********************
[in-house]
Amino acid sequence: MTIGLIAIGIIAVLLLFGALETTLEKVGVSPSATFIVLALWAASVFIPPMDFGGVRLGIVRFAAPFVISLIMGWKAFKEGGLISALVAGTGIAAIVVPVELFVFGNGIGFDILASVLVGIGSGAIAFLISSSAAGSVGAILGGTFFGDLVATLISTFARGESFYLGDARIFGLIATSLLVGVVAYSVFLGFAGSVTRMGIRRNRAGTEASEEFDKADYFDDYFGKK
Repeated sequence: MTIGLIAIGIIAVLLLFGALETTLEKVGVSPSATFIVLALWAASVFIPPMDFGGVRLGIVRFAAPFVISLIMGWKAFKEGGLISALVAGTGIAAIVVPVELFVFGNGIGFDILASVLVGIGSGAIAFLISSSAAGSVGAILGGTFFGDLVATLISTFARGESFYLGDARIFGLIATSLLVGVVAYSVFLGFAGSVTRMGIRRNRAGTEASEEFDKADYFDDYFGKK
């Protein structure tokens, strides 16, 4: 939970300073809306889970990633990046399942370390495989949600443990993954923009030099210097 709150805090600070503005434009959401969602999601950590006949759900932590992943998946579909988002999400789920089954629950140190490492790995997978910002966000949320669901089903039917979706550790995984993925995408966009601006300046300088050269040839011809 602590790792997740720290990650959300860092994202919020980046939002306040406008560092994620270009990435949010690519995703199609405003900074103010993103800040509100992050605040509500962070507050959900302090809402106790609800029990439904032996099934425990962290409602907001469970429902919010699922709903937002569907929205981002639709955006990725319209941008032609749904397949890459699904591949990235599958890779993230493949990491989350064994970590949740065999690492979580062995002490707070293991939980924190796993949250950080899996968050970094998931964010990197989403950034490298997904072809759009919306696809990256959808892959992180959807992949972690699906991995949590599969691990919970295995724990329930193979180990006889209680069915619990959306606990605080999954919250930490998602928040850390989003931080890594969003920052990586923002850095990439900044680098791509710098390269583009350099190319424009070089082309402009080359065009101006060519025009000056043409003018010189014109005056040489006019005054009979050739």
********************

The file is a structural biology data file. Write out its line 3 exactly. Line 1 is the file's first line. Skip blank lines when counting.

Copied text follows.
Repeated sequence: MTIGLIAIGIIAVLLLFGALETTLEKVGVSPSATFIVLALWAASVFIPPMDFGGVRLGIVRFAAPFVISLIMGWKAFKEGGLISALVAGTGIAAIVVPVELFVFGNGIGFDILASVLVGIGSGAIAFLISSSAAGSVGAILGGTFFGDLVATLISTFARGESFYLGDARIFGLIATSLLVGVVAYSVFLGFAGSVTRMGIRRNRAGTEASEEFDKADYFDDYFGKK